As the drama and trauma of the 2018 Packers season slowly chugs to its eventual conclusion, which will likely be the release of head coach Mike McCarthy, we should be intrigued by the parallels with the way this season and the 2005 season:  a 4-12 affair that seemed cursed from the very start, under a dark cloud that most agreed could only be cured with the firing of the head coach.

But there are so many other parallels to note that it bears discussing.

New GM, Same Old Coach

In both seasons, the Packers had just put a new general manager into place, while keeping the head coach. This is kind of an unusual scenario, as most GMs would prefer to hire their own staff to start out. In 2005, it was even more uncomfortable: Mike Sherman was both the fired GM and the head coach. The team president at the time, Bob Harlan, seemed to believe that Sherman was owed the service of remaining on as head coach, despite his disastrous tenure as the GM in his dual role. Now, I remember decrying this scenario from the start. Why would you put a guy WHO YOU JUST DEMOTED out of his power position back on the field with diminished status in the eyes of his players? It really was an awkward position for Sherman and Ted Thompson, who had to have been begged by Harlan that this would be a good idea. But it was clear that Thompson was going to move ahead with his vision for the team regardless of Sherman’s job security, which is why 2005 was little more than a thinly-veiled cap-clearing/rebuilding year.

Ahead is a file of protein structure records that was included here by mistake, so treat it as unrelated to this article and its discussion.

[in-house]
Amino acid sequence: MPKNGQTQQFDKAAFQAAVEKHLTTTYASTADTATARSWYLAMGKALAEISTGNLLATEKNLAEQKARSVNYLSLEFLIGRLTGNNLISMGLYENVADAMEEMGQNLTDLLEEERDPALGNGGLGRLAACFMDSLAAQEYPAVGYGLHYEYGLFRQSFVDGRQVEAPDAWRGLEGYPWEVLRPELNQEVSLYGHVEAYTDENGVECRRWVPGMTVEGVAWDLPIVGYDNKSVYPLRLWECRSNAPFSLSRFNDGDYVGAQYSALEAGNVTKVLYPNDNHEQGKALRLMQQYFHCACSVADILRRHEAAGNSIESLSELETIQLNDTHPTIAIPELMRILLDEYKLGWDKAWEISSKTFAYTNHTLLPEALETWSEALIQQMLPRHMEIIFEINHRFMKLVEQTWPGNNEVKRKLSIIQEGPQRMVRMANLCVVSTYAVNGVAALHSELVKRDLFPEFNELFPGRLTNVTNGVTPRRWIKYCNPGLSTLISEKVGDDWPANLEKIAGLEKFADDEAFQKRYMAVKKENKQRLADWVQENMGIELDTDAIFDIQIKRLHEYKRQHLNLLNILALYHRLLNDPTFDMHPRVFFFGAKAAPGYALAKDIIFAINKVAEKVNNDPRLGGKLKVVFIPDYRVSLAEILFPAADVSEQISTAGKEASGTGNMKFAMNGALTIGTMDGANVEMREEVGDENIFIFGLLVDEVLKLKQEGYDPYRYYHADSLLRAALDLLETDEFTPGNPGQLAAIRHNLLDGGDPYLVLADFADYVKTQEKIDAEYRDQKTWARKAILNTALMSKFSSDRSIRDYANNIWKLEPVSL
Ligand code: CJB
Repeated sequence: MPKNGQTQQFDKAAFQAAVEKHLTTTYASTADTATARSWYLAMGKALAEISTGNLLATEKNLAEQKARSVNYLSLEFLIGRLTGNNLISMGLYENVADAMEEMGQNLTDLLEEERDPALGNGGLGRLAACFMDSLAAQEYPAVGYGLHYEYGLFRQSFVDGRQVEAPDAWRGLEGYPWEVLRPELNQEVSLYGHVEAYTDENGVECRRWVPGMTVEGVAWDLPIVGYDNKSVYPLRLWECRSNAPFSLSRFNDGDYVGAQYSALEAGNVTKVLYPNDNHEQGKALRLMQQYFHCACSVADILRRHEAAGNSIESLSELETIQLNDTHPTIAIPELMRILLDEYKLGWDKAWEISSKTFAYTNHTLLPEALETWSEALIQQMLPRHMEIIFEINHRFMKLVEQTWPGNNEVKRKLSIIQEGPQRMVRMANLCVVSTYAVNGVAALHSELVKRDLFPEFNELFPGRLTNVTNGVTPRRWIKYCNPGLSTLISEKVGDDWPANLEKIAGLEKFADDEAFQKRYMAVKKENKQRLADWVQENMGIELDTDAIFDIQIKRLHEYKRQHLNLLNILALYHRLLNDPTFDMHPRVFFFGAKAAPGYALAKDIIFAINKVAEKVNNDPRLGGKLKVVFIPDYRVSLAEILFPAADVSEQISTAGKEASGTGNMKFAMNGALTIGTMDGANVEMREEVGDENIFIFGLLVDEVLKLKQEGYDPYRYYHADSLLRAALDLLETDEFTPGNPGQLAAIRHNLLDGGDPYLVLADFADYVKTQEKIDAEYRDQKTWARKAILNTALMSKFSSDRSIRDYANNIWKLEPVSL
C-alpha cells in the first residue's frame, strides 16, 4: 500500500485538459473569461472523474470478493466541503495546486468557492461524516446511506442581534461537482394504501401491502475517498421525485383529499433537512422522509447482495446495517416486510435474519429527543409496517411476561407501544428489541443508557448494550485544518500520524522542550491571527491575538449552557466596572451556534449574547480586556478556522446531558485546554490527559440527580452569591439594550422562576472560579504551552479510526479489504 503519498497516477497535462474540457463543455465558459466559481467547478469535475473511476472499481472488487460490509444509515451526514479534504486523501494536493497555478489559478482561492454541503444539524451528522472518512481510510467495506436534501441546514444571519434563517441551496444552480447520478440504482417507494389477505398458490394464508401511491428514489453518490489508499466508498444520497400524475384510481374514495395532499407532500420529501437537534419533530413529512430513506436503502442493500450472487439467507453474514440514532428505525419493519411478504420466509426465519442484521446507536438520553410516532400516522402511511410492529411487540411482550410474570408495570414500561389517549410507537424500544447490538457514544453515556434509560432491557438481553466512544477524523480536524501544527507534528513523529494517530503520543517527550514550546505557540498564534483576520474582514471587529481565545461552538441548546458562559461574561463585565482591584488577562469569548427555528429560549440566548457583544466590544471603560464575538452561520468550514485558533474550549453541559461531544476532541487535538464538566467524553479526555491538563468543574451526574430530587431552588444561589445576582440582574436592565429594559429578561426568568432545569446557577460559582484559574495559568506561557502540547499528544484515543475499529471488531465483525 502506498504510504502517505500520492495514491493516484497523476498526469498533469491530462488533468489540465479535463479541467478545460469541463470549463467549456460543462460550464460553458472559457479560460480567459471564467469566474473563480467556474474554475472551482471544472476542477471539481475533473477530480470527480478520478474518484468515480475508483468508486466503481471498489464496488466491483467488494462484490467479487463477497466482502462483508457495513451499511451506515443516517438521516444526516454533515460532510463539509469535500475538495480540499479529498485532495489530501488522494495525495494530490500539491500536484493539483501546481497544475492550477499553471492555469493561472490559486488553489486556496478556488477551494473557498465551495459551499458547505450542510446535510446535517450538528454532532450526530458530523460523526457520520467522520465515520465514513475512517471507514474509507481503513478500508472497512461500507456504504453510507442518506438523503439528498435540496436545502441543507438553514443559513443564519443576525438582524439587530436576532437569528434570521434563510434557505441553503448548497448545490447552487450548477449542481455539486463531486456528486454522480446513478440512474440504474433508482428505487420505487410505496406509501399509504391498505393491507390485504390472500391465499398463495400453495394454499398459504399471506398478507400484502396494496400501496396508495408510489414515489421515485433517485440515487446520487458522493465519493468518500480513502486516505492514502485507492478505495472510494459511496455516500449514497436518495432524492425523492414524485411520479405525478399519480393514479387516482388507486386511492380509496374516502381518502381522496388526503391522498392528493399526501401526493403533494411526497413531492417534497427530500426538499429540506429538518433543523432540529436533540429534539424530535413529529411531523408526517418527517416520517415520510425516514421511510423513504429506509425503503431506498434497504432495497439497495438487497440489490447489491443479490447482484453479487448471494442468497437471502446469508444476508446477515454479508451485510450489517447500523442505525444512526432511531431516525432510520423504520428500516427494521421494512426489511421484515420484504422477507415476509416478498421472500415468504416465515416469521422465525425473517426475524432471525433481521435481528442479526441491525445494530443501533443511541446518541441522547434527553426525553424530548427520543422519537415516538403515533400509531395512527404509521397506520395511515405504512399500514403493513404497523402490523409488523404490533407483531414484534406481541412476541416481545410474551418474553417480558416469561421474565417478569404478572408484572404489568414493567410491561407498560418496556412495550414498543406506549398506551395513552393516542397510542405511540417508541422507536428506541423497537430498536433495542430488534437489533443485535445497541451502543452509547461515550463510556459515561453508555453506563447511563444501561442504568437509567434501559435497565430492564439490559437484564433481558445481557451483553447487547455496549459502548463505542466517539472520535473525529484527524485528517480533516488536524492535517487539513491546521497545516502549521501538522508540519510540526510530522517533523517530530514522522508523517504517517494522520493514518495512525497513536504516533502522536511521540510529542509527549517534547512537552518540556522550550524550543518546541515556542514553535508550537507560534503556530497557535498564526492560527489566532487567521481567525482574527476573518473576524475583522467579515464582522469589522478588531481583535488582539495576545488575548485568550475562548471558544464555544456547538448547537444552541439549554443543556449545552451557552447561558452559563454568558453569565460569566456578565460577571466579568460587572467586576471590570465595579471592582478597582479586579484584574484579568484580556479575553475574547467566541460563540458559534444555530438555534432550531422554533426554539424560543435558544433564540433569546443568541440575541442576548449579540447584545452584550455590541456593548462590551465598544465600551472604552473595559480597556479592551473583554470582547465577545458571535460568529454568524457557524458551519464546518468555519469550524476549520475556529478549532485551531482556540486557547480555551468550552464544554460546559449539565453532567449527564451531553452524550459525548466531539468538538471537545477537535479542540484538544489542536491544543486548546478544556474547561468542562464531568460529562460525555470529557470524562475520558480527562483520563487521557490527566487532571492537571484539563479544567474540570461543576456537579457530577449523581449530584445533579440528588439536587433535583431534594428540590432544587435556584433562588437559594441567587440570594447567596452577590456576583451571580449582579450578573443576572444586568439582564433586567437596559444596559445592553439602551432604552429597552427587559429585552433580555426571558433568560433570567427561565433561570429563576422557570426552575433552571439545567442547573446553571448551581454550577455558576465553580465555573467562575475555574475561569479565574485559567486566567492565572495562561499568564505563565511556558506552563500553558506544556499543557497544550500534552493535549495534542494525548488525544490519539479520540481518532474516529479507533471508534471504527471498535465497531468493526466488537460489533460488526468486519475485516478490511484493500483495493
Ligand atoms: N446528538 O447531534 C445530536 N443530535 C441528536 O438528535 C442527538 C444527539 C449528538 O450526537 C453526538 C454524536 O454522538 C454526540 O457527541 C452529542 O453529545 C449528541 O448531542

This season, Brian Gutekunst ascended to the GM role to replace Thompson, and while many coaches and coordinators were fired and replaced following the disappointing 2017 campaign, Mike McCarthy was kept on as head coach.  Again, this was unusual and awkward, as the team president, Mark Murphy, went a step beyond Harlan and didn’t just convince the new GM to keep the head coach, he went as far as to remove the ability for Gutekunst to fire McCarthy at all, ever…leaving the power solely in his own hands. If you ever want to see an example of a bad boss-to-employee relationship, make sure the boss has no authority over the employee.